HeroWork CEO Paul Latour and Lt.(N) Colin Dudeck at Rainbow Kitchen. The duo were part of the volunteer team who helped complete the $500

HeroWork CEO Paul Latour and Lt.(N) Colin Dudeck at Rainbow Kitchen. The duo were part of the volunteer team who helped complete the $500

A miracle at the end of the rainbow

When Rainbow Kitchen approached HeroWork for help, they hoped the organization would be able to help with a renovation of the bathroom.

When Rainbow Kitchen, a non-denominational community kitchen in Esquimalt, approached local charity, HeroWork, for help, they hoped the organization, headed by founder Paul Latour, would be able to help with a renovation of the bathroom at their site.

Latour saw bigger problems, as well as opportunities, at the site, and his charity decided to take on the project.

“The bathrooms needed to be improved, the kitchen needed extensive renovation, the windows, flooring, roof and loading dock…all of it needed to be replaced or repaired,” said Latour. “It’s a 51-year-old building and it needed a lot of help.”

When the project began, the entire 4,500 square foot building was running on a single 200 amp electrical service, noted Latour.

“They used to have to line up coffee makers on plugs served by different breakers and could still only run them one at a time. It would take them two hours to make the coffee in the morning,” said Latour.

HeroWork set to work, creating a renovation plan, contacting suppliers and sponsors, putting out the call for volunteers, and finding ways to leverage a small amount of money available from Rainbow Kitchen into what became a $500,000 renovation.

The project, which  was completed over the course of three weekends, rebuilt the structure and involved the support of 120 companies, 170 trades, and 400 volunteers who combined to form what Latour has dubbed his “extreme team.”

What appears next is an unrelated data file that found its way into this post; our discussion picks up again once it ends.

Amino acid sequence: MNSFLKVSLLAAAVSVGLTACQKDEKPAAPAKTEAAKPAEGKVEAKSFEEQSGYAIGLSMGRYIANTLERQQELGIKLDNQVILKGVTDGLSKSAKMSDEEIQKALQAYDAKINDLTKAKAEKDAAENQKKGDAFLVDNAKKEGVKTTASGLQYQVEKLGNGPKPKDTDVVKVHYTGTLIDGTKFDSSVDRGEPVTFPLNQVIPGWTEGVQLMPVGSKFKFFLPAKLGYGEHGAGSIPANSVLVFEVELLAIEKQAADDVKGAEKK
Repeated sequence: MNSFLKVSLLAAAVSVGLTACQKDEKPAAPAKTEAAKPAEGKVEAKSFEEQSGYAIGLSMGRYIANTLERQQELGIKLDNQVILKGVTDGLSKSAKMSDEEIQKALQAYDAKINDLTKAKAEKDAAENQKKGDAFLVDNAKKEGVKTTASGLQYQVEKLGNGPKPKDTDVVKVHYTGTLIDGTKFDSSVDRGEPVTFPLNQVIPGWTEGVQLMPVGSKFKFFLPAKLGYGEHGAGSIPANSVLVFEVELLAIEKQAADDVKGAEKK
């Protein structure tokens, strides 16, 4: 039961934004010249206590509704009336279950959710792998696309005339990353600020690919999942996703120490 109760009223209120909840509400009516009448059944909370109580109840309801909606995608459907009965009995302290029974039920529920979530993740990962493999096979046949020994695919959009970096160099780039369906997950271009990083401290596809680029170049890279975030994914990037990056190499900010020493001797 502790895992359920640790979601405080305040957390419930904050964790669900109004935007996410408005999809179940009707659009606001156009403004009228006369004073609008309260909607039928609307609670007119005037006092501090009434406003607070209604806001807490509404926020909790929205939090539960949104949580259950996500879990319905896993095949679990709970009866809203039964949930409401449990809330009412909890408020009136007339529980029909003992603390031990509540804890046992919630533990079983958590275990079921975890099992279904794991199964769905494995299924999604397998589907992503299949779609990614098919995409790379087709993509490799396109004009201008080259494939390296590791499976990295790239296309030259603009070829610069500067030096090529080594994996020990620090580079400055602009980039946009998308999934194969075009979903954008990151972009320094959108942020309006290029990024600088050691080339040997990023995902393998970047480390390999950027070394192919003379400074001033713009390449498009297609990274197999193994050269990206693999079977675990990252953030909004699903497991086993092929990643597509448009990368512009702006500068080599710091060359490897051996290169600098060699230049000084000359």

The secret, he said, was to plan well in advance and to make certain everyone always had something to do when they arrived.

“We would put everything in place so that on the weekends, when a lot of volunteers would arrive, we had a plan in place. It all can happen very quickly with great support from business and the community and with really good planning,” said Latour.

“And of course having the support of people like Colin was incredible.”

Lt. (N) Colin Dudeck, an officer stationed at CFB Esquimalt, heard about the project at the Rainbow Kitchen, and wanted to do his part. A project manager for the military, Dudeck volunteered his off hours to help in project planning and evaluation. He also took the extra step of calling for volunteers from his fellow servicemen and on Sept. 16 he arranged for the Naden military band to lead a march of volunteers from the Esquimalt base to the Rainbow Kitchen where some 80 military personnel volunteered.

“It was a real privilege to be able to give back to the community and to help out on this amazing project,” said Dudeck.

“This facility has not just the community kitchen but is also home to a preschool and other community groups that use the building. This is going to make a big difference in the community, in our community. I was proud to help.”

For Deborah Hunt, the treasurer of the kitchen and a long-time volunteer, the generosity of the community and the efforts of HeroWork were enough to bring her to tears.

“You have to understand that, for the volunteers and the guests of Rainbow Kitchen, this shows them the community cares about them. They have value and they’re considered members of the community…they have dignity and respect,” said Hunt. “Although they need to come and have a meal with us, they’re still valued people.”

The Rainbow Kitchen renovation is the seventh project undertaken by HeroWork.

For more information on HeroWork visit herowork.com.

 

 

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